- Option No. 4. Implement a titration experiment where restrictions on fisheries (such as area closures) are increased progressively over time until a positive response is achieved. This option is a variation on the strategy used during the 1990s. Fishery regulations continue to become more restrictive as long as the sea lion population continues to decline.
- Resolution of this conflict requires management that not only improves chances for the recovery of Steller sea lions but also facilitates scientific study of the efficacy of these protective measures.
- Steller sea lions are found along the North Pacific rim from California to Japan with about 70% of the population living in Alaskan waters.
- The Alaskan population declined precipitously during the 1970s and 1980s and continued to decline at a slower rate during the 1990s.
- The committee has identified five general management options that might be taken to address the potential impacts of groundfish fisheries on sea lions and recommends monitoring priorities to assess the efficacy of each option.
- The first category, the bottom-up hypotheses, includes potential causes that would affect the physical condition of sea lions such as (1) large-scale fishery removals that reduce the availability or quality of prey species; (2) a climate/regime shift in the late 1970s that changed the abundance or distribution of prey species; (3) nonlethal disease that reduced the foraging efficiency of sea lions, and (4) pollutants concentrated through the food web that contaminated fish eaten by sea lions, possibly reducing their fecundity or increasing mortality.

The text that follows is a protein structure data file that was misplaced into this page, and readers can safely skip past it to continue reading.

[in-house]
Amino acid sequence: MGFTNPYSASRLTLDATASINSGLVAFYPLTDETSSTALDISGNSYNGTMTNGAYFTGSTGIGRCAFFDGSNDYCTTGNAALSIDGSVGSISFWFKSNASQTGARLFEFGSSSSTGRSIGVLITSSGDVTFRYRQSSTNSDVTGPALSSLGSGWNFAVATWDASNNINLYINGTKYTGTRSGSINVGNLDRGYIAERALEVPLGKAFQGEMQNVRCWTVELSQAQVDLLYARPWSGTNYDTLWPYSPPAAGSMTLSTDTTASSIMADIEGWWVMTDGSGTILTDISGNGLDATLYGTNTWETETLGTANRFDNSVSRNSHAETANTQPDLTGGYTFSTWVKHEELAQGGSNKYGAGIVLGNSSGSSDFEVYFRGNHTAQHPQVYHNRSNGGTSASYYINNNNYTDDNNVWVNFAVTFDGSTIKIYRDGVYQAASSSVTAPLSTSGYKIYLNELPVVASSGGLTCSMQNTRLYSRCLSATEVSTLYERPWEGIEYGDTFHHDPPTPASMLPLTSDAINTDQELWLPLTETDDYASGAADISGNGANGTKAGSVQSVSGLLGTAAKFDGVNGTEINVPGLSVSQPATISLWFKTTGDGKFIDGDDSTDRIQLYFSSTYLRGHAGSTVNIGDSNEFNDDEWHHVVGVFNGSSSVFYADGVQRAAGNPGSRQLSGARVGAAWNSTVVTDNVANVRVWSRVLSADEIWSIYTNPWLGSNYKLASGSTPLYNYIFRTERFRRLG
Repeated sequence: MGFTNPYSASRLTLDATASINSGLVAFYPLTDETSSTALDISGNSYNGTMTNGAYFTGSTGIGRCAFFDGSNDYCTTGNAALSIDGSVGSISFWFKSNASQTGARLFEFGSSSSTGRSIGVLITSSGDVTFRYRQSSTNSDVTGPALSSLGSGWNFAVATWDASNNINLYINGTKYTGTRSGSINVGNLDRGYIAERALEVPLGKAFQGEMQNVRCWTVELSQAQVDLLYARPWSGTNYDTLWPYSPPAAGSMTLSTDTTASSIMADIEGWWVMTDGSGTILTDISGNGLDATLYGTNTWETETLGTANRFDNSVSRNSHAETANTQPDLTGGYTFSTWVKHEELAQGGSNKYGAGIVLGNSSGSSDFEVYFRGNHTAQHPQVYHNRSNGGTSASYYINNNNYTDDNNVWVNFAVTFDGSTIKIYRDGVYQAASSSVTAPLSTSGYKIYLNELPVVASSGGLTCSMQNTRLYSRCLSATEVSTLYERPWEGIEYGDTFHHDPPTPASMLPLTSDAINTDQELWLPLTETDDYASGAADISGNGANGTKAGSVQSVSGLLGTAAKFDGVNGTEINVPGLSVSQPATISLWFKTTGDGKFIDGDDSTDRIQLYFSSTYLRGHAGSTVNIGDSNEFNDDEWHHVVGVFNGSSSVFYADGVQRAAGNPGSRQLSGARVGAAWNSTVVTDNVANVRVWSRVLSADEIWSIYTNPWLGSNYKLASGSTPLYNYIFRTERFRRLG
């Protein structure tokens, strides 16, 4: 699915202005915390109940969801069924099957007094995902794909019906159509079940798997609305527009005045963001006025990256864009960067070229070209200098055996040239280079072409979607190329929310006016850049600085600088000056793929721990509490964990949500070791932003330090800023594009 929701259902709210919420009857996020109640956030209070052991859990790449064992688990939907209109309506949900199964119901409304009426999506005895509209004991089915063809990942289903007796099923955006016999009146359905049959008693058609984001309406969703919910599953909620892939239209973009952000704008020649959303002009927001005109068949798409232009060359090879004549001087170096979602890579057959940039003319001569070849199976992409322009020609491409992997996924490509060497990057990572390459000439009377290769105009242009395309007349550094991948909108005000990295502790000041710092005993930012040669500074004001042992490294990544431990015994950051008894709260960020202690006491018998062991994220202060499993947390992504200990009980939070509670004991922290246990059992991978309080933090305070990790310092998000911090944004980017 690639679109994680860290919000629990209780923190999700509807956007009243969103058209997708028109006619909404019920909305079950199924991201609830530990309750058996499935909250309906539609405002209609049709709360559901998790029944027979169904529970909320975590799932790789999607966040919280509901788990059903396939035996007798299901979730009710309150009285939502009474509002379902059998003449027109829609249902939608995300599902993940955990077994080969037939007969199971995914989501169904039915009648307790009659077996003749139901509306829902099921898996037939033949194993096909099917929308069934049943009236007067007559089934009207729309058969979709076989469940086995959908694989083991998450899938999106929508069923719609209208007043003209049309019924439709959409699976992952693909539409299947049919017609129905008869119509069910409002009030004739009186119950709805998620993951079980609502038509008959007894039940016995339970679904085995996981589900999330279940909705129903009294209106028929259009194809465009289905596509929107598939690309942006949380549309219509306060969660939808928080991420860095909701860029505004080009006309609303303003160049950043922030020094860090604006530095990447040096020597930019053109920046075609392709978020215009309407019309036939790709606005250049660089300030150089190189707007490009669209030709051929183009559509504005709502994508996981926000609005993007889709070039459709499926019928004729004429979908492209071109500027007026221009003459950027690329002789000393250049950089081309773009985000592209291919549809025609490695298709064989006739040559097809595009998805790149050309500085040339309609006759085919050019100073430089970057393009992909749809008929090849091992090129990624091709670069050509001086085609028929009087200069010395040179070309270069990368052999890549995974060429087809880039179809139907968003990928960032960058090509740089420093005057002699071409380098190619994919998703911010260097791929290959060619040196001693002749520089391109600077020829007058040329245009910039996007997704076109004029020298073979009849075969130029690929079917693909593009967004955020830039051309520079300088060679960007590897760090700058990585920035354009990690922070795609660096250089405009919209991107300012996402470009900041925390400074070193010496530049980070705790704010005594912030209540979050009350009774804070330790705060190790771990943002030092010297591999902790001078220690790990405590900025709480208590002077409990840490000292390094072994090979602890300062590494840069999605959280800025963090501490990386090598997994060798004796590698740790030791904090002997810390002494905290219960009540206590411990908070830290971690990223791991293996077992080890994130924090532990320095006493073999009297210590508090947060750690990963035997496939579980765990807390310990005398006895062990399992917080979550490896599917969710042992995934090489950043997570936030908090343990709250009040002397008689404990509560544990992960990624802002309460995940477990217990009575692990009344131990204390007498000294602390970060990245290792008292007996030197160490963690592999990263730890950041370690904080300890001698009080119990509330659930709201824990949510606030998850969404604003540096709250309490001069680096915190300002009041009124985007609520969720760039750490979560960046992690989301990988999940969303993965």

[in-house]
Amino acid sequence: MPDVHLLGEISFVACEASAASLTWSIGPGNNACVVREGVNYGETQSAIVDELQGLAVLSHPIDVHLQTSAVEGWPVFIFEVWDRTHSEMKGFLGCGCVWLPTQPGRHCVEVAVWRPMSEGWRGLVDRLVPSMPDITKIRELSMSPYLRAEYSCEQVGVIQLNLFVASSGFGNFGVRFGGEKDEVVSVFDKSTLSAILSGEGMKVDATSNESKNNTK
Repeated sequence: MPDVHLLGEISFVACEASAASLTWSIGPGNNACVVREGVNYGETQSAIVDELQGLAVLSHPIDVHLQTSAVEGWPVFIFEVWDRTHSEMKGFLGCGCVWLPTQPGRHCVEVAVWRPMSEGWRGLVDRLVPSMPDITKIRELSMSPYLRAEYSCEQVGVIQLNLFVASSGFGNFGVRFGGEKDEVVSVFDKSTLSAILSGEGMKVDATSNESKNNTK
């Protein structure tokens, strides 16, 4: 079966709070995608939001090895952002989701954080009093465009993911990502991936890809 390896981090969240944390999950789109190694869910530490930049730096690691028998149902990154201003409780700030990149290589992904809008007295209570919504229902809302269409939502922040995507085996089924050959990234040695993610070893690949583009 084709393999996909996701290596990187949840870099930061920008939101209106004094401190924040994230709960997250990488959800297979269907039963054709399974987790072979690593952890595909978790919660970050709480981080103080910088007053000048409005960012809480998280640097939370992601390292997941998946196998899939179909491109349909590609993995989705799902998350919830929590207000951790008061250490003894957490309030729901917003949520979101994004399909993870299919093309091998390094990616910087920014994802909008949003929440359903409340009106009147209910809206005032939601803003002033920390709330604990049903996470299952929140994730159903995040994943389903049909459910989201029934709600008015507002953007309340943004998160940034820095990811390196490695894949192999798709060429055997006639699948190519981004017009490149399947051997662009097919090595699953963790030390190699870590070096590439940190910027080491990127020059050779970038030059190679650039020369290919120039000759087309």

- The hypotheses proposed to explain the decline of the western stock fall into two categories.
- The second category, the top-down hypotheses, encompasses factors that kill sea lions independently of the capacity of the environment to support the sea lion population. These include (1) predators such as killer whales (or possibly sharks) that switched their prey preference to sea lions; (2) incidental takes of sea lions through capture or entanglement in fishing gear; (3) takes of sea lions in the subsistence harvest that were higher than estimated; (4) shootings of sea lions that were underestimated in the past and present, and (5) pollution or disease that increased mortality independently of effects on nutrition.
- To resolve questions about the impact of the fisheries on Steller sea lion survival, the preferred option is No 3 because it is the only approach that directly tests the role of fishing in the decline.
- Under option No. 1, the most valuable monitoring information would be derived from annual reference rookery and haulout ounts and new demographic data from branded pups.
- Under option No. 2, monitoring of fish population dynamics, both locally and at the stock level, would be required to determine the effects of the fisheries on stock distribution and fish community composition.
- Under option No. 3, the most critical monitoring needs would be detailed local Steller sea lion censuses and spatial analyses of fish population changes for each experimental unit in the overall design.
- Option No. 4. This approach requires monitoring of sea lion population trends, but results could be confounded by the lack of baseline data and natural environmental variability.
- to fully exclude fisheries as a contributing factor to the continuing decline.